What finally led Deb Perelman, author of The Smitten Kitchen Cookbook, to create these recipe for plum poppy seed muffins occurred at a bakery one morning where she saw a basket of homemade muffins with the standard pairing of poppy seeds and lemon.
She decided it was time for poppy seeds to shine without being paired with lemons.
"Poppy seeds are delightful on their own," says Perelman, "faintly nutty bordering on fruity, but they also play well with fruit that is richer in flavor and texture than lemon."
Perelman adds, "Poppy seeds, plums, browned butter, brown sugar, and sour cream form a muffin that's rich with flavor, dense with fruit, and yet restrained enough to still feel like breakfast food."
These easy muffins are a real crowd-pleaser.
Plum Poppy Seed Muffins yield: 12 standard muffins
- 6 tablespoons (3 ounces or 85 grams) unsalted butter, melted and browned and cooled, plus butter for muffin cups
- 1 large egg, lightly beaten
- ¼ cup (50 grams) granulated sugar
- ¼ cup (50 grams) packed dark or light brown sugar
- ¾ cup (180 grams) sour cream or a rich, full- fat plain yogurt
- ½ cup (60 grams) whole- wheat flour
- 1 cup (125 grams) all- purpose flour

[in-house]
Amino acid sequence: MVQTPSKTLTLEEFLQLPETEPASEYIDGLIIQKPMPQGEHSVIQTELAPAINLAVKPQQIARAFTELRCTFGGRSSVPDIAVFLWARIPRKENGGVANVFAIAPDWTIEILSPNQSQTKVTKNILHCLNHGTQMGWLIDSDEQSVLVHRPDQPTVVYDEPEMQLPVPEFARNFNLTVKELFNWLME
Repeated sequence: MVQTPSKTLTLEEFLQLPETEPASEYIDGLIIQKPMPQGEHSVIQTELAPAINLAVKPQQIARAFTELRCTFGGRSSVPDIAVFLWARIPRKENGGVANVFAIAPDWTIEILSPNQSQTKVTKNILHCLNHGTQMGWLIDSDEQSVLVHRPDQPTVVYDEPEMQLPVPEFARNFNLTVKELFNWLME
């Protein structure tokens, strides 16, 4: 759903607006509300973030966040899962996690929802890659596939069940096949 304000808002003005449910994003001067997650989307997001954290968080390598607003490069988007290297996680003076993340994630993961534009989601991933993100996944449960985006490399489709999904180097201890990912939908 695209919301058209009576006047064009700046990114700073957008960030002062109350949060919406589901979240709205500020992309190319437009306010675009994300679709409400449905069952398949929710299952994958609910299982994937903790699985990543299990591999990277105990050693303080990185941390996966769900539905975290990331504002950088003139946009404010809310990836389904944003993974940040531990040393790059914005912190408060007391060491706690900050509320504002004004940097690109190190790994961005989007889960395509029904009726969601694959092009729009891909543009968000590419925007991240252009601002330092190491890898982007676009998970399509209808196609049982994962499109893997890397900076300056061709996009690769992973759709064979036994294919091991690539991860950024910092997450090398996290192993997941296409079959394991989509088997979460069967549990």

- ¾ teaspoon baking powder
- ¾ teaspoon baking soda
- ¼ teaspoon table salt
- Pinch of ground cinnamon
- Pinch of freshly grated nutmeg
- 2 tablespoons (20 grams) poppy seeds
- 2 cups pitted and diced plums, from about ¾ pound (340 grams) Italian prune plums (though any plum variety will do)
Preheat your oven to 375 degrees. Butter twelve muffin cups.
Whisk the egg with both sugars in the bottom of a large bowl. Stir in the melted butter, then the sour cream. In a separate bowl, mix together the flours, baking powder, baking soda, salt, cinnamon, nutmeg, and poppy seeds, and then stir them into the sour- cream mixture until it is just combined and still a bit lumpy. Fold in the plums.
Divide batter among prepared muffin cups. Bake for 15 to 18 minutes, until the tops are golden and a tester inserted into the center of a muffin comes out clean. Rest muffins in the pan on a cooling rack for 2 minutes, then remove them from the tin to cool them completely.
- Surprisingly these muffins are twice as moist, with even more developed flavors, on day two. They're just a little less crisp on top after being in an airtight container overnight.
- You can dial back the sugar in most muffin recipes quite a bit and not miss much (though, if you find that you do, a dusting of powdered sugar or a powdered- sugar– lemon- juice glaze works well here).
- A little whole- wheat flour goes a long way to keep muffins squarely in the breakfast department.
- You can almost always replace sour cream with buttermilk or yogurt.
- Thick batters— batters almost like cookie dough—keep fruit from sinking, and the best muffins have extra fruit inside.
- In almost any muffin recipe, olive oil can replace butter, but butter—especially if you brown it—is irresistible.